11.14.11 7:05 PM ET
How 'Obamacare' Could Lose in the Supreme Court
The Supreme Court announced today that it will rule on the constitutionality of President Obama’s signature legislative achievement: the landmark health-care-reform law passed in 2010. Reflecting the significance of the issues raised by the Affordable Care Act (ACA), the Justices set aside five and a half hours for oral argument—more than five times the length of the usual hearing. For the Obama administration, the extended time is welcome news. Its lawyers may need all that time just to answer a single question: what, if any, are the limits on Congress’s power?
When the justices hold their hearing on the ACA, which is expected to be in March 2012, they will address a number of legal issues raised by the law. The most important one relates to the “individual mandate,” which requires nearly every American to have health insurance by 2014. Critics say that while the Constitution authorizes Congress to regulate “commerce ... among the several states,” it does not give Congress the power to force people to enter into commercial transactions with a private company, like a health-insurance contract. Such people, they say, are “inactive,” unlike someone who chooses to drive a car and is therefore required to purchase automotive insurance.
Courts that have weighed in on this question have split.
The administration was buoyed last week by a decision of a federal court of appeals in the District of Columbia. In an opinion authored by Laurence Silberman—a conservative judge who is close friends with Clarence Thomas—the court upheld the insurance requirement. The court recognized that the insurance mandate was novel, but emphasized that so was the critics’ argument against it. The Supreme Court has never clearly held that Congress can’t force “inactive” people to become “active.”
Judge Silberman’s opinion, however, also pointed out what is sure to be the main hurdle for the government in the Supreme Court. In recent years, the Supreme Court has repeatedly stressed that Congress’s power under the Commerce Clause is not unlimited—and struck down laws when the government’s lawyers failed to identify clear boundaries to federal power.
United States v. Lopez is instructive. That case involved a Commerce Clause challenge to a federal law banning gun possession near schools. During oral argument, the Justices repeatedly asked Drew Days, the solicitor general at the time, what he saw as the limits of Congress’s power. If Congress could regulate the mere possession of a gun under the guise of regulating interstate commerce, what couldn’t it regulate? Days struggled for an answer. He insisted that, yes, Congress’s powers were limited, but, no, he couldn’t point to exactly what those limits were. The Supreme Court struck down the law, explaining that it had to do so to maintain the Founders’ vision of a federal government with only limited, enumerated powers.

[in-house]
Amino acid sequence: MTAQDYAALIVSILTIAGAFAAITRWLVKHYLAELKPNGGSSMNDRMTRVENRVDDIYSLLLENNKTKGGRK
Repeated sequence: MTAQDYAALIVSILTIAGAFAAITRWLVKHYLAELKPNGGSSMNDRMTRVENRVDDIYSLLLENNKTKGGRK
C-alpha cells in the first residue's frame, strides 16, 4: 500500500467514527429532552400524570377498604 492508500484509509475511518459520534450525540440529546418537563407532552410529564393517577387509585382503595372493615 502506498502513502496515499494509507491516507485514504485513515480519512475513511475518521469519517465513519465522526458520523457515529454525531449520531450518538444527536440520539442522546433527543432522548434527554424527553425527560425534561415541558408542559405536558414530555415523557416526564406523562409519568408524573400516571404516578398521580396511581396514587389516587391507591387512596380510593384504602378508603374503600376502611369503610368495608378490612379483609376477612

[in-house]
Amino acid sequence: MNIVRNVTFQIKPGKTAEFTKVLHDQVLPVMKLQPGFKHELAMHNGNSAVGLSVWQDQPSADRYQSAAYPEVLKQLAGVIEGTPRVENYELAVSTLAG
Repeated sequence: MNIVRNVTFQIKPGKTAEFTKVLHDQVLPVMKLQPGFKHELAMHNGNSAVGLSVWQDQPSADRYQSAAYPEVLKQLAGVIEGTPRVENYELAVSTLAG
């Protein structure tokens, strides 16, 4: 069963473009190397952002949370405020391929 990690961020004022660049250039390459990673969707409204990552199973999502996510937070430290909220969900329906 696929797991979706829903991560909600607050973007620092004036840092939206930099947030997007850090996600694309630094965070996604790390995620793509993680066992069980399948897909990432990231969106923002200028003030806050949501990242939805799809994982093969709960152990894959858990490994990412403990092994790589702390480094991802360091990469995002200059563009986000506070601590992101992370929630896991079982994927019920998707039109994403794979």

This same question—what are the limits of Congress’s authority under the Commerce Clause—is at the heart of the dispute over the health-care law’s individual mandate. If Congress can force someone to purchase health insurance, critics and some judges have said, then Congress can do anything: require people to eat broccoli, buy American-made cars, or go to the gym.
So far, the administration has struggled to find a persuasive and compelling answer to this question. In a lower-court hearing a few months ago, then–Acting Solicitor General Neal Katyal was asked by Judge James Graham, “Where, ultimately, is the limit on Congress’ power?” Katyal replied that the administration absolutely agreed that the Constitution circumscribed Congress, but he couldn’t offer any detail as to where exactly the boundaries were. “Where are they?” Judge Graham, a Democratic appointee, asked again. “I want to find them.”
Silberman also recognized this dilemma for the government in his opinion last week. “The Government concedes the novelty of the mandate and the lack of any doctrinal limiting principles; indeed, at oral argument, the Government could not identify any mandate to purchase a product or service in interstate commerce that would be unconstitutional, at least under the Commerce Clause.” Nonetheless, Silberman voted to uphold the mandate largely because of precedent. Even though the justices have insisted on limits to federal power in occasional cases, in general the court tends to defer to Congress when it comes to economic matters.
The Supreme Court is not likely to be so forgiving. Unlike the lower courts, such as Silberman’s, the Supreme Court is not as bound to past decisions. Precedent matters less to the justices than principle. If the administration’s lawyer can’t identify with clarity and precision the principled limits on Congress’s power, the insurance mandate is likely to be invalidated.
Like most of us, the justices of the Supreme Court recoil at the thought of being forced to eat broccoli.